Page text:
Privacy-tools-seller Windscribe said it failed to encrypt company VPN servers that were recently confiscated by authorities in Ukraine, a lapse that made it possible for the authorities to impersonate Windscribe servers and capture and decrypt traffic passing through them.
The Ontario, Canada-based company said earlier this month that two servers hosted in Ukraine were seized as part of an investigation into activity that had occurred a year earlier. The servers, which ran the OpenVPN virtual private network software, were also configured to use a setting that was deprecated in 2018 after security research revealed vulnerabilities that could allow adversaries to decrypt data.
“On the disk of those two servers was an OpenVPN server certificate and its private key,” a Windscribe representative wrote in the July 8 post. “Although we have encrypted servers in high-sensitivity regions, the servers in question were running a legacy stack and were not encrypted. We are currently enacting our plan to address this.”
Windscribe’s admission underscores the risks posed by an explosion of VPN services in recent years, many from businesses few people have heard of before. People use VPNs to funnel all their Internet traffic into an encrypted tunnel, to prevent people connected to the same network from being able to read or tamper with data or to detect the IP addresses of the two parties communicating. The VPN service then decrypts the traffic and sends it to its final destination.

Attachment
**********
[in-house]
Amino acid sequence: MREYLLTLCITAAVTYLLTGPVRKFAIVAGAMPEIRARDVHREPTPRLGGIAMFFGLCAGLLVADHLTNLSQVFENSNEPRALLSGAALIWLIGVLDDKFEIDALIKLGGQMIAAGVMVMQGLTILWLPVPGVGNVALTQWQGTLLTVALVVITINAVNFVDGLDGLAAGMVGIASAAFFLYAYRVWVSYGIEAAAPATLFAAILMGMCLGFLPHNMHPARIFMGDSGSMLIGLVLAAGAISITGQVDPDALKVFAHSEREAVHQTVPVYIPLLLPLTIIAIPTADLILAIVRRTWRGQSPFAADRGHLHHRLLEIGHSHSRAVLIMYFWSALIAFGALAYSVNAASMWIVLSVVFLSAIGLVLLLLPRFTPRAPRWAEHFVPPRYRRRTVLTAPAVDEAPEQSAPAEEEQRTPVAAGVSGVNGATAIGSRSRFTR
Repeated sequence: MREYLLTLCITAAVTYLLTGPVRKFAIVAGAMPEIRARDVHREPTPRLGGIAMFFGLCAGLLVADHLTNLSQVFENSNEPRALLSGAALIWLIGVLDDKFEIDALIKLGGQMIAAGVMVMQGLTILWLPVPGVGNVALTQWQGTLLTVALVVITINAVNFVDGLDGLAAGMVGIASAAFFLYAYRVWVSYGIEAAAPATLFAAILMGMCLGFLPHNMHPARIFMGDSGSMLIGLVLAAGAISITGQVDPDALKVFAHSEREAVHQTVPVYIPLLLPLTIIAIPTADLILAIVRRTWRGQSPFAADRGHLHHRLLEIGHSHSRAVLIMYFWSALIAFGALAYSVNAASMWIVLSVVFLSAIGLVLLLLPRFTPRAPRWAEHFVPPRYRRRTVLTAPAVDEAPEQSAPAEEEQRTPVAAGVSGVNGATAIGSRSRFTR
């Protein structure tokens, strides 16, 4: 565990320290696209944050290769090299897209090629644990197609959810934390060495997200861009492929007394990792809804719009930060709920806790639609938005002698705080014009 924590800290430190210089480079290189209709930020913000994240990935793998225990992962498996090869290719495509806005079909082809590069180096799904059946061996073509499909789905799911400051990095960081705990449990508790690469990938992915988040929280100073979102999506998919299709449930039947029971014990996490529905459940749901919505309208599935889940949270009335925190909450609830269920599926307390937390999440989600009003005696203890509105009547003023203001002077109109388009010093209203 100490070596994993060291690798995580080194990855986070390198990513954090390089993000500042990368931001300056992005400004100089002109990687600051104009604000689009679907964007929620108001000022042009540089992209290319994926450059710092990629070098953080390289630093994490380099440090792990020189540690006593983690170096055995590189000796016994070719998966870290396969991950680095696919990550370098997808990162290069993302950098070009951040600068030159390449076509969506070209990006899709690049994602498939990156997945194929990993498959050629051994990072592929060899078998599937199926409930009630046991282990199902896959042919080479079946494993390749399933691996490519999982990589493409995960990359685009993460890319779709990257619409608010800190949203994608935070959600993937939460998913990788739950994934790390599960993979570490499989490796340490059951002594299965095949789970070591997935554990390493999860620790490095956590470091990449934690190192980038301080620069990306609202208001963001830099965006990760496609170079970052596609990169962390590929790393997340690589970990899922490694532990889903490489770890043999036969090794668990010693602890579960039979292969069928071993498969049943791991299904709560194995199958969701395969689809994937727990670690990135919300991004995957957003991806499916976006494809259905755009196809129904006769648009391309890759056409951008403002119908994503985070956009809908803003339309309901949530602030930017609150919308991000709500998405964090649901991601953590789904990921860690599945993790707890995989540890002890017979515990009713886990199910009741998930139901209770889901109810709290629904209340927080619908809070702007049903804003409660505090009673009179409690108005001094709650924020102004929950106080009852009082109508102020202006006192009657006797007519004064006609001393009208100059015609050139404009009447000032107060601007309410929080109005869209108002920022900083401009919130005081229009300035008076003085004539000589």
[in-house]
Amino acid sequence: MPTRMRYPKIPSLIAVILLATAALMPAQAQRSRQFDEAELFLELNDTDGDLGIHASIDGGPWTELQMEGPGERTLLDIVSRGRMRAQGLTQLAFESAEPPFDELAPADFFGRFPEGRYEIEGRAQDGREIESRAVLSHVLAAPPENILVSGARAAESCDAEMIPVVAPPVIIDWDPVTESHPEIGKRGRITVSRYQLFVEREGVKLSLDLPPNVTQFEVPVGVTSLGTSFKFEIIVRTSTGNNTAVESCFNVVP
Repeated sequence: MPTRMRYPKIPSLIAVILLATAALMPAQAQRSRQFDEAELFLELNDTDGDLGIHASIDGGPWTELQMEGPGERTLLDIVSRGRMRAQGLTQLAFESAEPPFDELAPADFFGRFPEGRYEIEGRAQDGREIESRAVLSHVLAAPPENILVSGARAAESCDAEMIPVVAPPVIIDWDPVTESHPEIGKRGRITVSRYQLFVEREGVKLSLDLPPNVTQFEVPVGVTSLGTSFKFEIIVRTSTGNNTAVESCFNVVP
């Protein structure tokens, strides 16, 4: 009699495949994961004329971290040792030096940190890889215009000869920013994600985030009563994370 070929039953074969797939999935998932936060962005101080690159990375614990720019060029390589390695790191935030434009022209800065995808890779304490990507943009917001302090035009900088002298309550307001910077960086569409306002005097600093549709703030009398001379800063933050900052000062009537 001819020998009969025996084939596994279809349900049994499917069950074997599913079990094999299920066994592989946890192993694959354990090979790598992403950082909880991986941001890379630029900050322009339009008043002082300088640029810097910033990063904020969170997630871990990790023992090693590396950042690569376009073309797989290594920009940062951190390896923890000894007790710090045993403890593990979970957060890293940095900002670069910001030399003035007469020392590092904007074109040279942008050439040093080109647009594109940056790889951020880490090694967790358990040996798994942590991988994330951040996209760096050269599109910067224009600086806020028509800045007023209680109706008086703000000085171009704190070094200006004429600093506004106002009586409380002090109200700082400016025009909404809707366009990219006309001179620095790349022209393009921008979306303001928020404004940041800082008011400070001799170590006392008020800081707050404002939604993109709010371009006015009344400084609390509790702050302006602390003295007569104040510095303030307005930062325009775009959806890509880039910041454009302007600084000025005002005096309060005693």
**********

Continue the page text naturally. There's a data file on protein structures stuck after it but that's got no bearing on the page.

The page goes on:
By failing to follow standard industry practices, Windscribe largely negated those security guarantees. While the company attempted to play down the impact by laying out the requirements an attacker would have to satisfy to be successful, those conditions are precisely the ones VPNs are designed to protect against. Specifically, Windscribe said, the conditions and the potential consequences are:
- The attacker has control over your network and can intercept all communications (privileged position for MITM attack)
- You are using a legacy DNS resolver (legacy DNS traffic is unencrypted and subject to MITM)
- The attacker has the ability to manipulate your unencrypted DNS queries (the DNS entries used to pick an IP address of one of our servers)
- You are NOT using our Windscribe applications (our apps connect via IP and not DNS entries)
The potential impact for the user if all of the above conditions are true:
- An attacker would be able to see unencrypted traffic inside of your VPN tunnel
- Encrypted conversations like HTTPS web traffic or encrypted messaging services would not be affected
- An attacker would be able to see the source and destinations of traffic
It’s important to remember that:
- Most internet traffic is encrypted (HTTPS) inside of your VPN tunnel
- No historical traffic is at risk thanks to PFS (perfect forward secrecy) which prevents decryption of historical traffic, even if one possesses the private key for a server
- No other protocols supported by our servers are affected, only OpenVPN
Three years late